You do need electrically heated pants though.

First operational use in Europe was by the RAF in a raid on Wilhelmshaven, they bombed from 30,000 ft.

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Old 17th June 2019, 04:22 AM   #268
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I have heard and read people disparaging the Lancaster as compared with the B-17 due to the former's comparatively low operational ceiling, but its important keep in mind that these two aircraft were designed for (and carried out) different roles.

The B-17 was designed fly at a high altitude and to indiscriminately shower their targets crap-loads of bombs. It carried out that role very well, but during WWII at least, that is pretty much all it ever did.

However, the Lancaster was designed as a medium to low altitude precision bomber, to strike difficult to hit targets both in daylight and at night. It was used in the precision raid on Peenemunde (Rocket Island), the German experimental weapons facility which produced the V1 and V2. It was also very versatile; modified to carry Barnes-Wallace's "bouncing bombs" in the famous Dambusters raid on the Ruhr Valley dams, a mission that required it to carry out its bombing runs at 60ft!!!

The Lancaster's long, single bomb bay was also ideal for carrying the giant "earthquake bombs" Tallboy and Grand Slam. They used the former to good effect when they sunk the German Battleship Tirpitz in 1944. Yet when called upon, it was still able to do a similar role to the B-17 when it took part in the strategic bombing offensive, such as the massed attacks on Hamburg in 1943 and Dresden in 1945

The Lancaster was RAF's premier strike aircraft from 1942-45.
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Old 17th June 2019, 04:27 AM   #269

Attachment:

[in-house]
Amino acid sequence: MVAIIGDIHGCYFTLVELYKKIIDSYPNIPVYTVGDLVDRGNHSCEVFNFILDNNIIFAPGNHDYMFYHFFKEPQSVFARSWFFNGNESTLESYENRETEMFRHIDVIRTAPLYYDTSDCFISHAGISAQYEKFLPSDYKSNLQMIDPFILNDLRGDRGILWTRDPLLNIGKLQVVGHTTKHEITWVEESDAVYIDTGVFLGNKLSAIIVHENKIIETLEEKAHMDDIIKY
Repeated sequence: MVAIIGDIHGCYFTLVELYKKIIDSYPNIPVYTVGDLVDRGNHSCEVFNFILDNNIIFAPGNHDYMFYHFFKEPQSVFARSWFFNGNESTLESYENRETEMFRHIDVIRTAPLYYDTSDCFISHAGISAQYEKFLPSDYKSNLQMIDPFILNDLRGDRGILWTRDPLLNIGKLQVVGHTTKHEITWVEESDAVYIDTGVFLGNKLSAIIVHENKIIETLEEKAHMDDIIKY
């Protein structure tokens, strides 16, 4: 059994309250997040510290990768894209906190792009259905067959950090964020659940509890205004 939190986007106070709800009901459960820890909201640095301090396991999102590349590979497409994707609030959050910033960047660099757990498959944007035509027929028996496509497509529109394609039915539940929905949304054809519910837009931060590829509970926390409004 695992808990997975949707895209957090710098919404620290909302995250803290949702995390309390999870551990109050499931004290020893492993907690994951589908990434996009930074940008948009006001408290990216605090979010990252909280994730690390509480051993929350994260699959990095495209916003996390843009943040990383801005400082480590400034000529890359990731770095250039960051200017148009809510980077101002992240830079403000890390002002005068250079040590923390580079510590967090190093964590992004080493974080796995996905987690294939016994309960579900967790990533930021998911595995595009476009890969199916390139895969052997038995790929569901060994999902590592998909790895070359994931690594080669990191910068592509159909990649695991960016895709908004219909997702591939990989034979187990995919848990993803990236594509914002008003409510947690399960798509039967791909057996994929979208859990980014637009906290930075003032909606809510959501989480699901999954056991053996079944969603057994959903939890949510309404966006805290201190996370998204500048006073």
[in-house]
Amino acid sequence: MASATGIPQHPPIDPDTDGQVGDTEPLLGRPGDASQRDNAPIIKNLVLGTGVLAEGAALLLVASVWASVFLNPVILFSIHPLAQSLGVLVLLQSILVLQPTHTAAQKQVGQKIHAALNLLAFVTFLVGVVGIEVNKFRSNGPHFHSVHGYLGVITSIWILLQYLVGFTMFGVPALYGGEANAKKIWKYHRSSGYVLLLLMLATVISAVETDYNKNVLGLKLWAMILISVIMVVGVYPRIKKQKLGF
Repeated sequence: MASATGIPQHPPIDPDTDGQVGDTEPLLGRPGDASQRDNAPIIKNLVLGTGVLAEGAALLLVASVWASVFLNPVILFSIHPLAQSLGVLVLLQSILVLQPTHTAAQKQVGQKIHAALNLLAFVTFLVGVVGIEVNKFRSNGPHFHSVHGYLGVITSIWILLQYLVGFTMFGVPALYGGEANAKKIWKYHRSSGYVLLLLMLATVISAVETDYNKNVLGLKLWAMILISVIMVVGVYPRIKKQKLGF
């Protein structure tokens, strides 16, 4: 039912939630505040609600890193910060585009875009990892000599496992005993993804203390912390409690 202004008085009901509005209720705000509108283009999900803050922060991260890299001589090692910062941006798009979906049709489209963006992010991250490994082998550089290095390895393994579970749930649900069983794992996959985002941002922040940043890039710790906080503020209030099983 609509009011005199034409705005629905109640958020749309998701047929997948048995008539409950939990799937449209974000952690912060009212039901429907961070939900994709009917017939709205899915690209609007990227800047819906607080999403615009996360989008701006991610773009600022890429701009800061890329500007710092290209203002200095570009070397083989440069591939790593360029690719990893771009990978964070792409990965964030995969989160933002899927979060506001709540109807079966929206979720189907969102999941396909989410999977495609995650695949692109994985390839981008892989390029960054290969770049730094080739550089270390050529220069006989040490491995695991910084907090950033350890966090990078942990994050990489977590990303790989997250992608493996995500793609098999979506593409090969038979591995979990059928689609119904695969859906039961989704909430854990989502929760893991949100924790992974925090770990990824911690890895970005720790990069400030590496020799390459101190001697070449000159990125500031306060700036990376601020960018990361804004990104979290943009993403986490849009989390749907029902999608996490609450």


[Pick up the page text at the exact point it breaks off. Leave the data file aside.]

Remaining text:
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Originally Posted by Delvo View Post
Some fun oddballs for anybody who likes fighters with delta wings & canards...

An F-15 with canards:
https://pbs.twimg.com/media/DUCZPzzUMAAWgiG.jpg

(Notice it also had flat horizontal paddles for its engine nozzles, like F-22's thrust vectoring system. This thing actually had those nozzles and more conventional-looking round nozzles at two different times, for experiments on two different thrust vectoring systems together with the canards.)

An F-4 with canards:
https://i.redd.it/gepjojlmz8p11.jpg

Weird how they just stuck canards on planes that already had tail fins but didn't build one with only the canards and no tail fins, which ended up as the standard way to do canards

A delta-winged F-16:
https://i.pinimg.com/originals/51/7b...93be976d15.jpg

Another delta-winged F-16:
https://i.pinimg.com/474x/e7/ca/a6/e...763ba59244.jpg

(Although this angle doesn't show it well, this one was made with its left wing slightly longer than its right wing, the same in the back & middle of the wings but extended farther forward at the front, to collect experimental data on both versions.)
https://i.pinimg.com/474x/e7/ca/a6/e...763ba59244.jpg
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Old 17th June 2019, 06:32 AM   #270